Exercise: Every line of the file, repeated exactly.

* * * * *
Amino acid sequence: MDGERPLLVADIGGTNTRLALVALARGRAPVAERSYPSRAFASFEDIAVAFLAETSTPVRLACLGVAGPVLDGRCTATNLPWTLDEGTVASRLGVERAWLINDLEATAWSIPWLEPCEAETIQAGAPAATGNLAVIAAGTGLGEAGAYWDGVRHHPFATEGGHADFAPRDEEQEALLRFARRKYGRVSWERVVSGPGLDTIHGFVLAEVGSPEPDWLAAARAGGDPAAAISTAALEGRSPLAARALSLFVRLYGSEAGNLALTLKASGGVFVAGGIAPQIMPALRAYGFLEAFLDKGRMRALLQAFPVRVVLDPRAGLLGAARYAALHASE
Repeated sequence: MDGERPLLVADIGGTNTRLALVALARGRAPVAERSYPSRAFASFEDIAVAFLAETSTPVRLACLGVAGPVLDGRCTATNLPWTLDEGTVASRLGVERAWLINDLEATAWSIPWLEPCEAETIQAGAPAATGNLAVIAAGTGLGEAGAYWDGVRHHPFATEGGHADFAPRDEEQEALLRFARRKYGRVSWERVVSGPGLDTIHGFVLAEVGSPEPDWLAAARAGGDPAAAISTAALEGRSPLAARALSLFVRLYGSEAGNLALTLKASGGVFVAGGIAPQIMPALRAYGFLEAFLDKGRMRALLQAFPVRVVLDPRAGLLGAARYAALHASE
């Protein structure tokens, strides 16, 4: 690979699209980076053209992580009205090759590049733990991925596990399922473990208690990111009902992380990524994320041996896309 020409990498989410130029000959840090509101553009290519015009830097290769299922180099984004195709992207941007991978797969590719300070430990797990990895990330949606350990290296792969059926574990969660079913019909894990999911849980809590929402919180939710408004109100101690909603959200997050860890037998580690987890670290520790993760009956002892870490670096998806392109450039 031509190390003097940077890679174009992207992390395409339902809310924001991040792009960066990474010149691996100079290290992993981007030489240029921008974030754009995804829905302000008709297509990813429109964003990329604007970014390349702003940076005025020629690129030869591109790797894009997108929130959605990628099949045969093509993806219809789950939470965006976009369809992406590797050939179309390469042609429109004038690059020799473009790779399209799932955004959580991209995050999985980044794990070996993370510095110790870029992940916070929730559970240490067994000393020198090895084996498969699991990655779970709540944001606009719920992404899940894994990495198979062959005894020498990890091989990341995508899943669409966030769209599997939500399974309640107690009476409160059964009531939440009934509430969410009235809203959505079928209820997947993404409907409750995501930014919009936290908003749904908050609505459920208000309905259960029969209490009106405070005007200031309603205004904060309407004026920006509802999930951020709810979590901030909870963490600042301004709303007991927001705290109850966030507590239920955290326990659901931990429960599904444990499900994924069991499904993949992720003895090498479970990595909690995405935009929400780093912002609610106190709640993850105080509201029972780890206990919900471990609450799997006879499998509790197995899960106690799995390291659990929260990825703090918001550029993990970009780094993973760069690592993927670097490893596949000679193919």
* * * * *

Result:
Amino acid sequence: MDGERPLLVADIGGTNTRLALVALARGRAPVAERSYPSRAFASFEDIAVAFLAETSTPVRLACLGVAGPVLDGRCTATNLPWTLDEGTVASRLGVERAWLINDLEATAWSIPWLEPCEAETIQAGAPAATGNLAVIAAGTGLGEAGAYWDGVRHHPFATEGGHADFAPRDEEQEALLRFARRKYGRVSWERVVSGPGLDTIHGFVLAEVGSPEPDWLAAARAGGDPAAAISTAALEGRSPLAARALSLFVRLYGSEAGNLALTLKASGGVFVAGGIAPQIMPALRAYGFLEAFLDKGRMRALLQAFPVRVVLDPRAGLLGAARYAALHASE
Repeated sequence: MDGERPLLVADIGGTNTRLALVALARGRAPVAERSYPSRAFASFEDIAVAFLAETSTPVRLACLGVAGPVLDGRCTATNLPWTLDEGTVASRLGVERAWLINDLEATAWSIPWLEPCEAETIQAGAPAATGNLAVIAAGTGLGEAGAYWDGVRHHPFATEGGHADFAPRDEEQEALLRFARRKYGRVSWERVVSGPGLDTIHGFVLAEVGSPEPDWLAAARAGGDPAAAISTAALEGRSPLAARALSLFVRLYGSEAGNLALTLKASGGVFVAGGIAPQIMPALRAYGFLEAFLDKGRMRALLQAFPVRVVLDPRAGLLGAARYAALHASE
């Protein structure tokens, strides 16, 4: 690979699209980076053209992580009205090759590049733990991925596990399922473990208690990111009902992380990524994320041996896309 020409990498989410130029000959840090509101553009290519015009830097290769299922180099984004195709992207941007991978797969590719300070430990797990990895990330949606350990290296792969059926574990969660079913019909894990999911849980809590929402919180939710408004109100101690909603959200997050860890037998580690987890670290520790993760009956002892870490670096998806392109450039 031509190390003097940077890679174009992207992390395409339902809310924001991040792009960066990474010149691996100079290290992993981007030489240029921008974030754009995804829905302000008709297509990813429109964003990329604007970014390349702003940076005025020629690129030869591109790797894009997108929130959605990628099949045969093509993806219809789950939470965006976009369809992406590797050939179309390469042609429109004038690059020799473009790779399209799932955004959580991209995050999985980044794990070996993370510095110790870029992940916070929730559970240490067994000393020198090895084996498969699991990655779970709540944001606009719920992404899940894994990495198979062959005894020498990890091989990341995508899943669409966030769209599997939500399974309640107690009476409160059964009531939440009934509430969410009235809203959505079928209820997947993404409907409750995501930014919009936290908003749904908050609505459920208000309905259960029969209490009106405070005007200031309603205004904060309407004026920006509802999930951020709810979590901030909870963490600042301004709303007991927001705290109850966030507590239920955290326990659901931990429960599904444990499900994924069991499904993949992720003895090498479970990595909690995405935009929400780093912002609610106190709640993850105080509201029972780890206990919900471990609450799997006879499998509790197995899960106690799995390291659990929260990825703090918001550029993990970009780094993973760069690592993927670097490893596949000679193919």